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I've deduced following postulates from studying my chem books.

1) Slater determinants are eigenfunctions of an unperturbed atomic Hamiltonian, which contains kinetic and central potential energy parts of each electrons only, since spin orbitals constituting the determinants are originated from one-electron Hamiltonian eigenfunctions.

Here, atomic Hamiltonian = (kinetic part of each electrons) + (central potentials between atomic nucleus and electrons) + (interelectronic potentials)

Spin orbit interaction and the other effects are neglected.

2) Slater determinants or their linear combinations are eigenfunctions of total spin angular momentum and total orbital angular momentum operator($S^2$ and $L^2$) simultaneously.


In addition to them, I would refer to information from Quantum Chemistry, 6th Ed., written by I. N. Levine.

(p. 312) Since $S^2$ and $L^2$ commute with the atomic Hamiltonian and with the exchange operator, the zeroth order functions should be eigenfunctions of $S^2$ and $L^2$. (The zeroth order functions Levine mentioned above is indicating the single or linear combinations of Slater determinants in a same configuration)

Well, I can accept the fact that the atomic Hamiltonian, $S^2$ and $L^2$ commute.

However if the single or linear combinations of Slater determinants in a same configuration are the zeroth order functions (eigenfunctions of the unperturbed atomic Hamiltonian), how the fact that $S^2$ and $L^2$ commute with the atomic Hamiltonian makes the Slater determinants be the eigenfunctions of the atomic Hamiltonian??

For example, a Slater determinant corresponding to the one of the Helium-first excited states, $|1s\alpha~2s\beta|$, is an eigenfunction of the unperturbed atomic Hamiltonian(this determinant is a zeroth order function), $S^2$ and $L^2$, but not of the atomic Hamiltonian.

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However if the single or linear combinations of Slater determinants in a same configuration are the zeroth order functions (eigenfunctions of the unperturbed atomic Hamiltonian), how the fact that S2 and L2 commute with the atomic Hamiltonian makes the Slater determinants be the eigenfunctions of the atomic Hamiltonian??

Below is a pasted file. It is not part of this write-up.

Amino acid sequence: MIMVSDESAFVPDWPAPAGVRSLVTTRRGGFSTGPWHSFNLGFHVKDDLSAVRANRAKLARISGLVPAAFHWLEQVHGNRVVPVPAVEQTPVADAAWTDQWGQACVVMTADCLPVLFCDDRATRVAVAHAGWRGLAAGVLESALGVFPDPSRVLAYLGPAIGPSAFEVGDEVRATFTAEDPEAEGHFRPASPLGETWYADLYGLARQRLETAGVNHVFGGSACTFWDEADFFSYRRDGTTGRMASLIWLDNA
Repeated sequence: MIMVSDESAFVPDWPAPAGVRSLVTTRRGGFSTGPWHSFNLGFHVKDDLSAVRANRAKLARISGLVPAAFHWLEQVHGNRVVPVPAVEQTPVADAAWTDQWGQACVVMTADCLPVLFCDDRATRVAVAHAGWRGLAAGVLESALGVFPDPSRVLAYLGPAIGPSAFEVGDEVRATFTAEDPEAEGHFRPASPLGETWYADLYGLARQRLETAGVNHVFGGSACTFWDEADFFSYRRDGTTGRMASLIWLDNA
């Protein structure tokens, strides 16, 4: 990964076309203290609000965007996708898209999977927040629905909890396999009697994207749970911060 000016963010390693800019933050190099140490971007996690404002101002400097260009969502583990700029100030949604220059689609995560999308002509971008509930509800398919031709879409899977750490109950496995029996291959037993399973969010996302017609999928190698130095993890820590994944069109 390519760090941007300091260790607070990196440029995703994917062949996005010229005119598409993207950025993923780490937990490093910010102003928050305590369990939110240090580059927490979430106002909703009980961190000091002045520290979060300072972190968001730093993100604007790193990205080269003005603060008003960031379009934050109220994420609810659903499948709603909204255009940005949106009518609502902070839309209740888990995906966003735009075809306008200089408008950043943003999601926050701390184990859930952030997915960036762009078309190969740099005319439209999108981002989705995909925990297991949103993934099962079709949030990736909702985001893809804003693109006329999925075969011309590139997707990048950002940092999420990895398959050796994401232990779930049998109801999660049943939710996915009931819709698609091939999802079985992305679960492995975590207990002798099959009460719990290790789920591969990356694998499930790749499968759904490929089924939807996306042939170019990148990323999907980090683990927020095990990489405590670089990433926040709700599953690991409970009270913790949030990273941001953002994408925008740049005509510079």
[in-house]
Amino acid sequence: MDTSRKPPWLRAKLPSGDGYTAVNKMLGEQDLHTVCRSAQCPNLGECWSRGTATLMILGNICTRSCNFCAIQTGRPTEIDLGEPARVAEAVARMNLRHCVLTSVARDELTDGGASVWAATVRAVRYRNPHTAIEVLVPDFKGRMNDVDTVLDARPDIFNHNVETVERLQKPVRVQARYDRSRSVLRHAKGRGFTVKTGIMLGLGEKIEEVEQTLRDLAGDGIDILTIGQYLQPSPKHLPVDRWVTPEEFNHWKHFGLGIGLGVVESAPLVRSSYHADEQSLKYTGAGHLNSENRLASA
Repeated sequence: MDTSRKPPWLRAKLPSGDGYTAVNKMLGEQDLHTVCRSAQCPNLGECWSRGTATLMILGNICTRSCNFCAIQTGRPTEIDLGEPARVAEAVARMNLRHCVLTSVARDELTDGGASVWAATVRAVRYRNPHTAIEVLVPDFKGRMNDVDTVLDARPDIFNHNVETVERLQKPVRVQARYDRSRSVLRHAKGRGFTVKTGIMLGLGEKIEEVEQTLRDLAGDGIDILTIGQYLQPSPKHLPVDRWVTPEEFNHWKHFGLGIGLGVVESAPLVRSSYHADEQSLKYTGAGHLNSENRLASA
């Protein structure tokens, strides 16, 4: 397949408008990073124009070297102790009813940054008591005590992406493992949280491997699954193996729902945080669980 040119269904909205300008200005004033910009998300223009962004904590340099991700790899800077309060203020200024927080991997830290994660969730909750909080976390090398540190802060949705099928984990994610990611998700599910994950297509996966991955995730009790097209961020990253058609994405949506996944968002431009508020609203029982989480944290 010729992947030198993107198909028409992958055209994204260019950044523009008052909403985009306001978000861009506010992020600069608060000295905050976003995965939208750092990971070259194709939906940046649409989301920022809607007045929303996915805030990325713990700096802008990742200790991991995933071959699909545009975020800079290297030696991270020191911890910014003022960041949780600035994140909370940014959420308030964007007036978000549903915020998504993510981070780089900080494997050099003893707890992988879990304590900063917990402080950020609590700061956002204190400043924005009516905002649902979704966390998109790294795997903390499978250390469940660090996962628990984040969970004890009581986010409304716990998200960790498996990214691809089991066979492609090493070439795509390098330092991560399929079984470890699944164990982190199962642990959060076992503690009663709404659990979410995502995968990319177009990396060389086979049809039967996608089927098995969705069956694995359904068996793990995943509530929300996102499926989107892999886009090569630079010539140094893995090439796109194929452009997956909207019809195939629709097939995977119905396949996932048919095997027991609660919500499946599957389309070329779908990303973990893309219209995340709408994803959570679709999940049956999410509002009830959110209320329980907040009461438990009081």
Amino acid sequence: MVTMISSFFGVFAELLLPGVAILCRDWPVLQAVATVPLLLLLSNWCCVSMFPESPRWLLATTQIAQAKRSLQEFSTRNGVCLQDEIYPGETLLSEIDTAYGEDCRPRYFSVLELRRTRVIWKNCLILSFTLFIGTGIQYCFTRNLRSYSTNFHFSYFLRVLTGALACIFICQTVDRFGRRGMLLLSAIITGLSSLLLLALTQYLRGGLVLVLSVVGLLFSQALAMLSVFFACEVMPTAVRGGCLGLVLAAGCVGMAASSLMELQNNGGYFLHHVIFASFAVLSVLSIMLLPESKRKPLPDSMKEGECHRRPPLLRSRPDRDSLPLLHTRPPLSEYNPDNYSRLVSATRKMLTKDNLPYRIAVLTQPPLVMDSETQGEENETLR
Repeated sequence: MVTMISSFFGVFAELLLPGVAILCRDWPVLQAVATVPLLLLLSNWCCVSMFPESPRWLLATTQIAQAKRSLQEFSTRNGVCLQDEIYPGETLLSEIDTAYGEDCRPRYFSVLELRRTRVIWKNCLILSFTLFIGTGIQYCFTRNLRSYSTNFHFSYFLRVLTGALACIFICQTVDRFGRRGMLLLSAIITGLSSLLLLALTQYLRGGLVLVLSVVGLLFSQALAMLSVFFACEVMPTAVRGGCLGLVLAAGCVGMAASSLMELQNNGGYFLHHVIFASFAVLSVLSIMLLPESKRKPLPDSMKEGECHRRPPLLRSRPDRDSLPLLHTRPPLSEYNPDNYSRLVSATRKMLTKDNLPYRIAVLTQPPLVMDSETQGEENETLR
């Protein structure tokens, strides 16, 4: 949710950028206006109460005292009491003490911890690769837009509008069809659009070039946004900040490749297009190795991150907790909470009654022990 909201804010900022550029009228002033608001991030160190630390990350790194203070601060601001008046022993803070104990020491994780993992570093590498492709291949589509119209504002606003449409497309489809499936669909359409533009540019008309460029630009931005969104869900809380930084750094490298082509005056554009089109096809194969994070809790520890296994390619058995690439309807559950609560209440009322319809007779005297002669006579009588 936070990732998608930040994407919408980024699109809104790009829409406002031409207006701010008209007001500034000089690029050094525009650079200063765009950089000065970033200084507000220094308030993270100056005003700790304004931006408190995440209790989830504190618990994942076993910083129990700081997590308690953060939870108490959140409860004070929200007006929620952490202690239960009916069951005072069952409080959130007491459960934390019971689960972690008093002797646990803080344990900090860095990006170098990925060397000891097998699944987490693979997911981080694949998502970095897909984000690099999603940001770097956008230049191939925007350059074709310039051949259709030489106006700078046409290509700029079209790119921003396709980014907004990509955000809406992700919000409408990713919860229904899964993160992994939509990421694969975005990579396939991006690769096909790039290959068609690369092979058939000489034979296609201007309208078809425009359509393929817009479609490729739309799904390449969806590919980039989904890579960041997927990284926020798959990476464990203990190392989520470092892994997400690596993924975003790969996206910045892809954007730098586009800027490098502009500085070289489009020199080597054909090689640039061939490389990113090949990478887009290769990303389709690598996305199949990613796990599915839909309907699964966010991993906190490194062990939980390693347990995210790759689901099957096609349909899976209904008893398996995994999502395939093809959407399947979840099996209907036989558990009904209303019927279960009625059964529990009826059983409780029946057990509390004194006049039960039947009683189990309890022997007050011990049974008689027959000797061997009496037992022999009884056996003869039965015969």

Actually, you go it right, but let us spell this out step-by-step. First, forget about angular momentum operators, since you do not need them to understand that a single Slater determinant is indeed not an eigenfunction of the atomic Hamiltonian (as you called it). That is it, you are right. A Slater determinant is an eigenfunction of the unperturbed Hamiltonian which describes a system of independent electrons, but not of the exact one.

Nevertheless, a Slater determinant can be used as a trial wave function in a variational procedure. That is the whole point of the Hartree-Fock method: a Slater determinant $\Phi$ is not an eigenfunction of the atomic Hamiltonian, but we could evaluate it energy $\left\langle \Phi \mid H \mid \Phi \right\rangle$ using Slater rules, and consequnetly, we could minimize it to find an upper bound to the ground state energy. The resulting Slater determinant obtained by minimizing the energy is indeed only an approximation to the ground state wave function.

Note also that the exact wave function (which is an eigenfunction of atomic Hamiltonian) can be expressed as a linear combination of Slater determinants for the various possible electronic configurations, not just a single Slater determinant. And this is the theoretical basis for configuration interaction (CI) method.


Now back to all this business with angular momentum operators. A single Slater determinant is not necessarily an eigenfunction of neither $\hat{L}^2$ nor $\hat{S}^2$. However, as you mentioned, the Hamiltonian indeed commutes with all these operators (in non-relativistic approximation), and thus, the exact wave function is also an eigenfunction of $\hat{L}^2$ and $\hat{S}^2$ (as well as $\hat{L}_z$ and $\hat{S}_z$). To be more precise, the exact wave function can be chosen to be a simultaneous eigenfunction of all these commuting operators $\hat{H}, \hat{L}^2, \hat{S}^2, \hat{L}_z, \hat{S}_z$. And since it is really desirable, we require the same from out trial wave function: we would like it to be an eigenfunction of these angular momentum operators.

So we want to construct our trial wave function being an eigenfunction of angular momentum operators $\hat{L}^2, \hat{S}^2, \hat{L}_z, \hat{S}_z$, but a single Slater determinant would not necessarily do it, so we form what is called a spin-adapted configuration state function (CSF) - a linear combination of Slater determinants which is an eigenfunction of angular momentum operators.

Note, however, that this is not always possible. For instance, for the case of unrestricted determinants using a linear combination would not help in making the trial wave function an eigenfunction of $\hat{S}^{2}$.

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